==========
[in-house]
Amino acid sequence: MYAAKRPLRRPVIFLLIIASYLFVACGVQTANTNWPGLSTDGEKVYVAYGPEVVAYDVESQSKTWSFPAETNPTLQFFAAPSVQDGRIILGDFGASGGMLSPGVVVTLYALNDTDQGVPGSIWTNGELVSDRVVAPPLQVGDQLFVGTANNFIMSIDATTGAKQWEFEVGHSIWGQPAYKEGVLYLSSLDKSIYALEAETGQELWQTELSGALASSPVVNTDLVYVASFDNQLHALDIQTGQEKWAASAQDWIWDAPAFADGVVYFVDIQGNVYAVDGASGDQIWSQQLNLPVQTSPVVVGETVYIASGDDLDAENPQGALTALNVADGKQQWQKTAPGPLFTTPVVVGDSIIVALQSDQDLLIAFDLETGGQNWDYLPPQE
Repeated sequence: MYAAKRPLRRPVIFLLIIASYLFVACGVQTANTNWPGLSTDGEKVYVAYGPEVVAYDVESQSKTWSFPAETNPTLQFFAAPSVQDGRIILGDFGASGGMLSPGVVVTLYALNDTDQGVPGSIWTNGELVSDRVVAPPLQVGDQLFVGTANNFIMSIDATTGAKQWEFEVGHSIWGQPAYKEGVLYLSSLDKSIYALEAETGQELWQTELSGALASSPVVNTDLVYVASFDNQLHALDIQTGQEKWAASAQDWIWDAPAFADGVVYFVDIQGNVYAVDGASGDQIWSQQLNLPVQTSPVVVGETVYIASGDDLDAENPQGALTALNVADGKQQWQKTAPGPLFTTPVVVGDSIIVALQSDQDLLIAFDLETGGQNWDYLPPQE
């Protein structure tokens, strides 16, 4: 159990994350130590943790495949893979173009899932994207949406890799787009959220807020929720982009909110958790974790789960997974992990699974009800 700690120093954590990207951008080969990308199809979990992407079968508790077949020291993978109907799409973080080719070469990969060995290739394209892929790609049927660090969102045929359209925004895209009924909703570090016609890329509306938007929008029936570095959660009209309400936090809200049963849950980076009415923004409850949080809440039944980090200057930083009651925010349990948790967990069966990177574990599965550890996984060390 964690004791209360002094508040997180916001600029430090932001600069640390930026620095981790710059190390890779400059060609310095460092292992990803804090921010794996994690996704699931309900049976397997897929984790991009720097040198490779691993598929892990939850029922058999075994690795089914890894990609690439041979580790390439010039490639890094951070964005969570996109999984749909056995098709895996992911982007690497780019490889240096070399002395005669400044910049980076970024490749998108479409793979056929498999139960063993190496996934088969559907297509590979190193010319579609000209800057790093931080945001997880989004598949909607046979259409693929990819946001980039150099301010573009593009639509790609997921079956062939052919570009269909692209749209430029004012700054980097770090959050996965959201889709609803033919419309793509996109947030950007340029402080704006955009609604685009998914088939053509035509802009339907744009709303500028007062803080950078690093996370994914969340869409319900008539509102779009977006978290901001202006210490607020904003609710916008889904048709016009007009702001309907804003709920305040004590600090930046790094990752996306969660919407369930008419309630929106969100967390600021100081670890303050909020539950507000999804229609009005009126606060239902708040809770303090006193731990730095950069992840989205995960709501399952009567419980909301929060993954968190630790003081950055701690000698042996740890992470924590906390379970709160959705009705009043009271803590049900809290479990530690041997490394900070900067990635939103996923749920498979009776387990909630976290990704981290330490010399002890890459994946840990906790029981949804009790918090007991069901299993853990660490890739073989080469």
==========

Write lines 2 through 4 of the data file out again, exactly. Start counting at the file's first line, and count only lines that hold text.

Amino acid sequence: MYAAKRPLRRPVIFLLIIASYLFVACGVQTANTNWPGLSTDGEKVYVAYGPEVVAYDVESQSKTWSFPAETNPTLQFFAAPSVQDGRIILGDFGASGGMLSPGVVVTLYALNDTDQGVPGSIWTNGELVSDRVVAPPLQVGDQLFVGTANNFIMSIDATTGAKQWEFEVGHSIWGQPAYKEGVLYLSSLDKSIYALEAETGQELWQTELSGALASSPVVNTDLVYVASFDNQLHALDIQTGQEKWAASAQDWIWDAPAFADGVVYFVDIQGNVYAVDGASGDQIWSQQLNLPVQTSPVVVGETVYIASGDDLDAENPQGALTALNVADGKQQWQKTAPGPLFTTPVVVGDSIIVALQSDQDLLIAFDLETGGQNWDYLPPQE
Repeated sequence: MYAAKRPLRRPVIFLLIIASYLFVACGVQTANTNWPGLSTDGEKVYVAYGPEVVAYDVESQSKTWSFPAETNPTLQFFAAPSVQDGRIILGDFGASGGMLSPGVVVTLYALNDTDQGVPGSIWTNGELVSDRVVAPPLQVGDQLFVGTANNFIMSIDATTGAKQWEFEVGHSIWGQPAYKEGVLYLSSLDKSIYALEAETGQELWQTELSGALASSPVVNTDLVYVASFDNQLHALDIQTGQEKWAASAQDWIWDAPAFADGVVYFVDIQGNVYAVDGASGDQIWSQQLNLPVQTSPVVVGETVYIASGDDLDAENPQGALTALNVADGKQQWQKTAPGPLFTTPVVVGDSIIVALQSDQDLLIAFDLETGGQNWDYLPPQE
């Protein structure tokens, strides 16, 4: 159990994350130590943790495949893979173009899932994207949406890799787009959220807020929720982009909110958790974790789960997974992990699974009800 700690120093954590990207951008080969990308199809979990992407079968508790077949020291993978109907799409973080080719070469990969060995290739394209892929790609049927660090969102045929359209925004895209009924909703570090016609890329509306938007929008029936570095959660009209309400936090809200049963849950980076009415923004409850949080809440039944980090200057930083009651925010349990948790967990069966990177574990599965550890996984060390 964690004791209360002094508040997180916001600029430090932001600069640390930026620095981790710059190390890779400059060609310095460092292992990803804090921010794996994690996704699931309900049976397997897929984790991009720097040198490779691993598929892990939850029922058999075994690795089914890894990609690439041979580790390439010039490639890094951070964005969570996109999984749909056995098709895996992911982007690497780019490889240096070399002395005669400044910049980076970024490749998108479409793979056929498999139960063993190496996934088969559907297509590979190193010319579609000209800057790093931080945001997880989004598949909607046979259409693929990819946001980039150099301010573009593009639509790609997921079956062939052919570009269909692209749209430029004012700054980097770090959050996965959201889709609803033919419309793509996109947030950007340029402080704006955009609604685009998914088939053509035509802009339907744009709303500028007062803080950078690093996370994914969340869409319900008539509102779009977006978290901001202006210490607020904003609710916008889904048709016009007009702001309907804003709920305040004590600090930046790094990752996306969660919407369930008419309630929106969100967390600021100081670890303050909020539950507000999804229609009005009126606060239902708040809770303090006193731990730095950069992840989205995960709501399952009567419980909301929060993954968190630790003081950055701690000698042996740890992470924590906390379970709160959705009705009043009271803590049900809290479990530690041997490394900070900067990635939103996923749920498979009776387990909630976290990704981290330490010399002890890459994946840990906790029981949804009790918090007991069901299993853990660490890739073989080469």